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Scientists expect some decline in lobster numbers, but 'no calamity'

PORTLAND, Maine (NEWS CENTER) — Concern about the effects of climate change have reached Maine's lobster industry, where there are questions whether the state's record lobster catches can be sustained.

There has been wide agreement among fishermen and scientists in recent years that the waters of the Gulf of Maine have been getting steadily warmer as a result of the changing climate. In fact, researchers say the Gulf water have warmed more quickly than most other parts of the ocean.

University of Maine researcher Dr. Rick Wahle said warmer water in the Gulf has been one factor in the big jump in lobster landings. He said a reduction in the number of lobster predators and conservation efforts by fishermen are also factors.

But Wahle said the annual lobster settlement survey, which he began several decades ago, shows there are fewer small, juvenile lobsters "settling" on the ocean bottom to grow.

He said there is some contradictory finding in other surveys, but that there is a lot of belief lobster catch numbers will start to go down.

"[T]he question is how long will this big surge last? And the indicators based on the settlement index is there may be a downturn coming and those indicators are pretty widespread," Wahle said.

The lobster industry is paying close attention to the science. Curt Brown is not only a lobster scientist but also a longtime fisherman. He was actually a graduate student a dozen years ago studying under Rick Wahle. Now he works for Ready Seafood in Portland, helping the business be prepared for potential changes in lobster landings.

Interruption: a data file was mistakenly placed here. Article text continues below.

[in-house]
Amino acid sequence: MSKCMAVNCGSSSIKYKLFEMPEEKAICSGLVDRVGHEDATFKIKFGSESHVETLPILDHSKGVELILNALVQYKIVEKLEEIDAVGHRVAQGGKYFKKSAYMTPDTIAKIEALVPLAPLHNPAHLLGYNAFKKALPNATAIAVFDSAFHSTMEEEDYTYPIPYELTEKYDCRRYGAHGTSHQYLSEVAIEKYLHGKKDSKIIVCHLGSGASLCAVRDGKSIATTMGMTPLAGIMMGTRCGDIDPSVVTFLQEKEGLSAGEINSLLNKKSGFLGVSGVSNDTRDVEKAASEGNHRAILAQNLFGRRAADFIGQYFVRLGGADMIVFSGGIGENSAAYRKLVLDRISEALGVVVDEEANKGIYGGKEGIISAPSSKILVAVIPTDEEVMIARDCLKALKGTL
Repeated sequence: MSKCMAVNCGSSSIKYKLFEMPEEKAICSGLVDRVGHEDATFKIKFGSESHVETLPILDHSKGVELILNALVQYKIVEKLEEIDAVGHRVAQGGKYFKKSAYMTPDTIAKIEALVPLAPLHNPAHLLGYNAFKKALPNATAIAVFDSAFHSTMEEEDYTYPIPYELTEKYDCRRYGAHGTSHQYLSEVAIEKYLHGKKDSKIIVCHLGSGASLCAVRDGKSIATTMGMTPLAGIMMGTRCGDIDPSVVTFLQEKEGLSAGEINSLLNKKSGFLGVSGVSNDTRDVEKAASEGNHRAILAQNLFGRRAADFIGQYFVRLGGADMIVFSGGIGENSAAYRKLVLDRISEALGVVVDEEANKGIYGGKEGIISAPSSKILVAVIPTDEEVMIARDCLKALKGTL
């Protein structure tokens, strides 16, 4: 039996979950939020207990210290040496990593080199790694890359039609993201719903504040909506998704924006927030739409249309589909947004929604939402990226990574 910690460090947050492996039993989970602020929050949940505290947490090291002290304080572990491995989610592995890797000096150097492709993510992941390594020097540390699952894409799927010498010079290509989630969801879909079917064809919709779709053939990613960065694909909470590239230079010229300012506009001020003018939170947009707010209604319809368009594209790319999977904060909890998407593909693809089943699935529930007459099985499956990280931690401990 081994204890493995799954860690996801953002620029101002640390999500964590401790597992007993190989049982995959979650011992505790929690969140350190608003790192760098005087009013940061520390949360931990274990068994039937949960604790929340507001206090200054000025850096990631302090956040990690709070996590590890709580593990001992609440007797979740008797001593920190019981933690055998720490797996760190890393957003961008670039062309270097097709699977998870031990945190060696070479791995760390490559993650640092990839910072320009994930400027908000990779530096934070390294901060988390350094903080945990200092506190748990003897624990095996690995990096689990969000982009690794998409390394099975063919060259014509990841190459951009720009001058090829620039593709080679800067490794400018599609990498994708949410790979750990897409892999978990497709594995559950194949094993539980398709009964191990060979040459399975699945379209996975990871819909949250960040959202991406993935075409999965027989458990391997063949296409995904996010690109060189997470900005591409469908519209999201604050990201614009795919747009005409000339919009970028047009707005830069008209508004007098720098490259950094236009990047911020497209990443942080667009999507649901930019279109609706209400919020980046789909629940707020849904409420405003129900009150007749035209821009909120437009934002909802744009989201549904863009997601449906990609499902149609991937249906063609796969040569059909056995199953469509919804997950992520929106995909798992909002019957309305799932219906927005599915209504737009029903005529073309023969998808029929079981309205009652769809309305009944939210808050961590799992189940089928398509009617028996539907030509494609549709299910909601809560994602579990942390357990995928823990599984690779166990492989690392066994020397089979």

He said those in the lobster business won't be surprised if landings decline somewhat in the coming years.

"I don't see any calamitous decline in the near or far distant future," he said. "But landings will probably come down to some extent. We're a lobster company so we have to be prepared."

The two are cooperating on new research by Wahle to investigate settlement of juvenile lobsters farther offshore, in deeper waters. Wahle said fishermen have reported seeing small lobsters in areas where they were not seen previously, possibly because warmer water makes those areas more hospitable.

At the same time, Wahle said there is research from New Hampshire showing fewer tiny, larval stage lobsters surviving to grow larger. Both issues, he said, raise questions that need to be answered to better understand what the future holds for lobsters in the Gulf of Maine.

Many of those issues are likely to be raised next week in Portland when a number of the world's top lobster scientists are expected to attend the annual International Conference and Workshop on Lobster Biology and Management. It will be the first time the event has been held in Maine.